16 months. 97 pairs of hands. 1 t-shirt.

16 months. 97 pairs of hands. 1 t-shirt.

How do you make a t-shirt?

It starts with a handful of seeds. Add 16 months, 97 pairs of hands, and a generous amount of good luck (the weather being the least predictable part of the equation). That's the fairly (pun intended) abbreviated outline of what it takes to transform a handful of cotton seeds into the humble, essential t-shirt.


From the cotton farm in Chiclayo, Peru

But wait. Do you know the history of the t-shirt, one of modern society's most-worn garments? Me neither. A little google sleuthing tells me the t-shirt emerged over 100 years ago - in 1898, the US Navy set out to create a garment that slips over your head without the need for buttons (yes, that was innovative in 1898!). The Navy officially issued these as undergarments in 1913 and the rest, as they say, is history. 

We didn't initially set out to make the world's finest t-shirts. Our mission when we started in 2006 was to improve the lives of garment workers around the globe. But sometimes when an opportunity presents itself - when you discover a group of good people making products using the finest materials in the world - you find ways to amplify their efforts. You sort of stumble backwards into the business of making the world's finest tees.

We focus our efforts on t-shirts and knit clothing (clothing made from t-shirt-like fabrics). When you have the limited resources of a small staff, you need to make choices about what you believe will make the biggest impact. We've worked with our current production partners in Peru since 2011. We've visited their production facilities countless times. Spent the most awesome days in the schools where our non-profit Fair Indigo Foundation has transformed hundreds of families' lives. And spent evenings and long weekends with the family who oversees our operations and grows our cotton on two beautiful organic farms. Working with them, enjoying meals with them, getting to know their kids, grandkids, and friends. Because relationships are what fair trade is all about.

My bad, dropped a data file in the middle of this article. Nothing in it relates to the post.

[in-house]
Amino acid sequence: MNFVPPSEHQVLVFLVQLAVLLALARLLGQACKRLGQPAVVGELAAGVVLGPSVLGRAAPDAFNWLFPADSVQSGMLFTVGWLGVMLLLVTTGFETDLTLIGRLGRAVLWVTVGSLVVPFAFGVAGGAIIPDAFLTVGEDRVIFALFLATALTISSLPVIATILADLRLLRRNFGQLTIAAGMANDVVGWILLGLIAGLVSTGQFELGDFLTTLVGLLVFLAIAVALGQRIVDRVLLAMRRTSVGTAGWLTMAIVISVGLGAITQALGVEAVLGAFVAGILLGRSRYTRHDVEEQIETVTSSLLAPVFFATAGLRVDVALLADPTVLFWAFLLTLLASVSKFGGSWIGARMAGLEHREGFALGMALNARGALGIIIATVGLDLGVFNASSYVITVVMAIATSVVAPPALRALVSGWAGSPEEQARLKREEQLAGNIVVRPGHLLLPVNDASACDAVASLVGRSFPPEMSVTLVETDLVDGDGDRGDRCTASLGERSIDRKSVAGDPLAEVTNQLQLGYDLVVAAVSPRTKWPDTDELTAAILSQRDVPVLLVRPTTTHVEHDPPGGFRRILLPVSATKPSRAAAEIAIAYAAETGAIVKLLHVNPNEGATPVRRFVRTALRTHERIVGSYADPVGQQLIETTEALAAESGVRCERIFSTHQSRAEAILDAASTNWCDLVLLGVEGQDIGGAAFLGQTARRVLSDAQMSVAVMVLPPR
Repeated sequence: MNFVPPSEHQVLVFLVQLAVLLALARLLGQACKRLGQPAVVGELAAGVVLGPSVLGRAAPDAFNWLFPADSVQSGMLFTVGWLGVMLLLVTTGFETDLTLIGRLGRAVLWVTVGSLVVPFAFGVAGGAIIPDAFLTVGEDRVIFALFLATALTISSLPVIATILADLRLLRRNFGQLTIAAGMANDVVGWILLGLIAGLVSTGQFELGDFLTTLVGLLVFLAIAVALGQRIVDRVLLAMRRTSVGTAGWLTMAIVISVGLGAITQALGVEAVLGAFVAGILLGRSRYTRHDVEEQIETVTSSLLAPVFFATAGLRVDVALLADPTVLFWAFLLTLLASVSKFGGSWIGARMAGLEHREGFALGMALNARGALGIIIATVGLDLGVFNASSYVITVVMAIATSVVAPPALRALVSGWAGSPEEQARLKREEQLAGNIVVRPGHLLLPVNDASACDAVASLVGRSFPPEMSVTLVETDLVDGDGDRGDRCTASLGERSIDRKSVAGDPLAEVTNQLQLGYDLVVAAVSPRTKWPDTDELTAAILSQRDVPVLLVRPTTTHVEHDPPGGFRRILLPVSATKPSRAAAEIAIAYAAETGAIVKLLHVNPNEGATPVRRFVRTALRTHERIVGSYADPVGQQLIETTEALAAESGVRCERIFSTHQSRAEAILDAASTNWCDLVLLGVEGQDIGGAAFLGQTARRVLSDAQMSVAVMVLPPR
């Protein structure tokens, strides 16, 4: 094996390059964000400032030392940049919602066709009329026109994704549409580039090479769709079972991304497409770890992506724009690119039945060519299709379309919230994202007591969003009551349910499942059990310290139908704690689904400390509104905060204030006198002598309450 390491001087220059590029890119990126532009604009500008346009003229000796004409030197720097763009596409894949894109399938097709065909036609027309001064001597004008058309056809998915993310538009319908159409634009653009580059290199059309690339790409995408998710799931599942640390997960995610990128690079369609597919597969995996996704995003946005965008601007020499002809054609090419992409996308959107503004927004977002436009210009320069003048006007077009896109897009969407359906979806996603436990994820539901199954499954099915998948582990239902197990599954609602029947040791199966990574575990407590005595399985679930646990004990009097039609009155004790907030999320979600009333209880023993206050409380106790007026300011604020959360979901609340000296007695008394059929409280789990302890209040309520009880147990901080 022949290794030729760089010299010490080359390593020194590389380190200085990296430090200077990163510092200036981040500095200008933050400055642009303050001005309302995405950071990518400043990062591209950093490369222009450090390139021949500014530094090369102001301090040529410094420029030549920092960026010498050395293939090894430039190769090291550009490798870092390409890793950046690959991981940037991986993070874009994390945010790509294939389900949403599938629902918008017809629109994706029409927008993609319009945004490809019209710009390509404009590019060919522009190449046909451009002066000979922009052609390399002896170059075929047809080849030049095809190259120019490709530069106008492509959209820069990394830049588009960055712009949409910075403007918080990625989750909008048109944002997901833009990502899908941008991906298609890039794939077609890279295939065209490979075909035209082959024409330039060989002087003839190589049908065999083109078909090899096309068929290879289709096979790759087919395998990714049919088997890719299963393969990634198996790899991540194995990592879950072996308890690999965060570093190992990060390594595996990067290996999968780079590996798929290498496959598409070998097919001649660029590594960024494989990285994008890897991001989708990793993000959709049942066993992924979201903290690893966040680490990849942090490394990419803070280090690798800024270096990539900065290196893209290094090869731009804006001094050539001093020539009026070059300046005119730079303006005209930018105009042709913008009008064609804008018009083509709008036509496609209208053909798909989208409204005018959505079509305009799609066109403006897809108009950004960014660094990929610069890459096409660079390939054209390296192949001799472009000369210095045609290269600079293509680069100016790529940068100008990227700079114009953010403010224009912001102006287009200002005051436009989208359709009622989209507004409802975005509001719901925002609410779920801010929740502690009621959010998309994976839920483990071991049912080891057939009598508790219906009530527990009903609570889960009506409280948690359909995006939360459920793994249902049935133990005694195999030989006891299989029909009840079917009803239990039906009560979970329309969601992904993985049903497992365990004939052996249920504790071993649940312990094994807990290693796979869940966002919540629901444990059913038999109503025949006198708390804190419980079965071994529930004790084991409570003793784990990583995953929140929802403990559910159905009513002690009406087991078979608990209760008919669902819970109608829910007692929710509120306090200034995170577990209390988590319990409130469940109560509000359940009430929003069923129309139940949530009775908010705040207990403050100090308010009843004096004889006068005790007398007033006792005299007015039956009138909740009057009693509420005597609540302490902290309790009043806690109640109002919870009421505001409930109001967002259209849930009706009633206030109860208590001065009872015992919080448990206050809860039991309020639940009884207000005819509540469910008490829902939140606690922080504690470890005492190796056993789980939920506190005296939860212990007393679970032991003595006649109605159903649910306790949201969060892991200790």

Our partners in Peru

And when we say we know t-shirts... We. Know. T-shirts.

To circle back to the 15-month timeline above, that's how long it takes from planting the cotton seeds until the final t-shirt is ready for sale. 6 months for growing and 9 months for everything else - harvesting, processing the fiber, spinning that fiber into yarn, knitting the fabric, dyeing, washing, cutting, sewing, quality auditing, labeling, packaging, transporting. 15 months from dirt to shirt. 

97 pairs of hands are involved in every step along the way. That's 97 hard-working souls - working together. On good days, clothing production can feel like a well-choreographed dance. On "other" days it can feel like pure chaos trying to get all the pieces to come together and the process to run smoothly and on time, season after season, year after year. Part of the struggle is because we're a small fish in a big pond, but we'll explain that piece of the puzzle another day.


When you consider all that goes into it, a 35-dollar price tag for a premium-quality, ethically-made t-shirt is quite an amazing price. Especially when every one of the 97 people along the production chain is paid a fair and living wage to make it all happen. And we've seen the impact your purchases are making firsthand:

- Irma and Gabriel were able to build a nicer home in a safer neighborhood and put their children through school


Irma and Gabriel, husband and wife duo making the Organic Joobles baby collection


- Eberth has become the first high school graduate accepted into law school from our adopted school in Cajamarca


Eberth is the first high school graduate accepted into law school

- family-owned, neighborhood cooperatives are thriving because the workers are paid a living wage and work in safe, clean conditions


A neighborhood workshop outside of Lima, Peru makes our French terry garments

- hundreds of children have been supported during their schooling

- school building improvements have been made to include additional classrooms and indoor plumbing


Our adopted school in Cajamarca, Peru

- over 3,000 pounds of pesticides have been kept out of our environment

- 2 family farms are thriving and employing dozens of local farmers in some of the most impoverished parts of Peru


From the cotton farm in Chiclayo, Peru

Yes, all of that from a humble t-shirt. And all thanks to you. You're helping us fulfill our mission: to improve the lives of garment workers around the globe, to radically change the way we all think about our clothes, and to provide an education for the next generation in some of the poorest places on the planet. Thank you!

Change your clothes, change the world.

Stacy Imhoff


Stacy Imhoff
Designer + Social Media Marketing Manager

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